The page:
Splenda fights back

- Last updated on GMT

Related tags: Mcneil nutritionals, Sucralose, Splenda

Tate & Lyle's Splenda brand in the news again this week as
McNeil Nutritionals, the table-top supplier of this increasingly
popular sweetener, takes the US sugar industry to court.

The US firm is accusing the sugar association, its members, and PR firm Qorvis Communications behind the industry group, of 'making false and misleading claims about the Splenda brand.'

The moves follow swiftly on from a lawsuit filed by the sugar association against McNeil Nutritionals at the end of last year.

The sugar group accused McNeil of "deceptive and/or misleading representations", made by the sweetener firm in "advertisements and marketing terminology" to consumers.

Fighting back, the marketer of the no calorie sweetener said this week: "The Sugar association and other defendants have knowingly and intentionally made false claims about the Splenda Brand that are baseless and that are designed to injure its reputation and goodwill."

McNeil Nutritionals, a unit of Johnson & Johnson, asserts that sucralose starts off as pure cane sugar, and is then chemically altered in the manufacturing process to create a new compound with zero calories, and 600 times sweeter than sugar.

Sucralose was developed jointly by McNeil Nutritionals and sugar giant Tate & Lyle. The British firm became the sole manufacturer of Splenda earlier this year after reaching an agreement with McNeil Nutritionals, that markets the table-top sweetener.

The false-advertising lawsuit filed by the sugar association against McNeil in California in December, does not target Tate & Lyle.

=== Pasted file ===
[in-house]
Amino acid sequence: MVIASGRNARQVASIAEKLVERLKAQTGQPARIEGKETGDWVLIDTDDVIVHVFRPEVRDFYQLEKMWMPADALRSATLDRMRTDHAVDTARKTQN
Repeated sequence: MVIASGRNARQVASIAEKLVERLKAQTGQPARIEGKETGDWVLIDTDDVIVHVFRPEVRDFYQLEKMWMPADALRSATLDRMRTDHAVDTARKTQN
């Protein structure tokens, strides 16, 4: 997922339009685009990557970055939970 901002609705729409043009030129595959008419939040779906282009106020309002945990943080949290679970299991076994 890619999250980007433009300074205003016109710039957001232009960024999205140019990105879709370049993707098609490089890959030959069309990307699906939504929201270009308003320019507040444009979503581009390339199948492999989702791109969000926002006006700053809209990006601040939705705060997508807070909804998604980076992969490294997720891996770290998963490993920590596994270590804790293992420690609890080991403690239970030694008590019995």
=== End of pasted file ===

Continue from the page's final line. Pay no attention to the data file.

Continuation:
"From our perspective, whatever the outcome of the litigation, sucralose will still be made from sugar, and still taste like sugar,"​ a spokesperson at Tate and Lyle told FoodNavigator.com in December.

In November Merisant, the US maker of tabletop sweetener Equal and NutraSweet and a competitor to Splenda, alleged in a separate lawsuit that the product's marketing slogan, "made from sugar, so it tastes like sugar," had mislead consumers into thinking the artificial sweetener was "natural."

Sales for Splenda, are currently soaring and the battle of lawsuits may not be palpable in terms of sales loss.

According to Datamonitor, the Splenda ingredient was used in some 1,436 new products worldwide in 2004, up from 573 in 2003 and 35 in 1999.

Indeed, this week​ the number one global soft drinks supplier Coca-Cola announced the launch of a new diet coke in its range, sweetened with Splenda and complete with the ingredient brand logo on the packaging.

The move suggests increasing consumer brand awareness for Splenda, as it perches on the supermarket shelf alongside Coca-Cola's flagship diet coke, sweetened with NutraSweet.

Related topics: Markets, Ingredients

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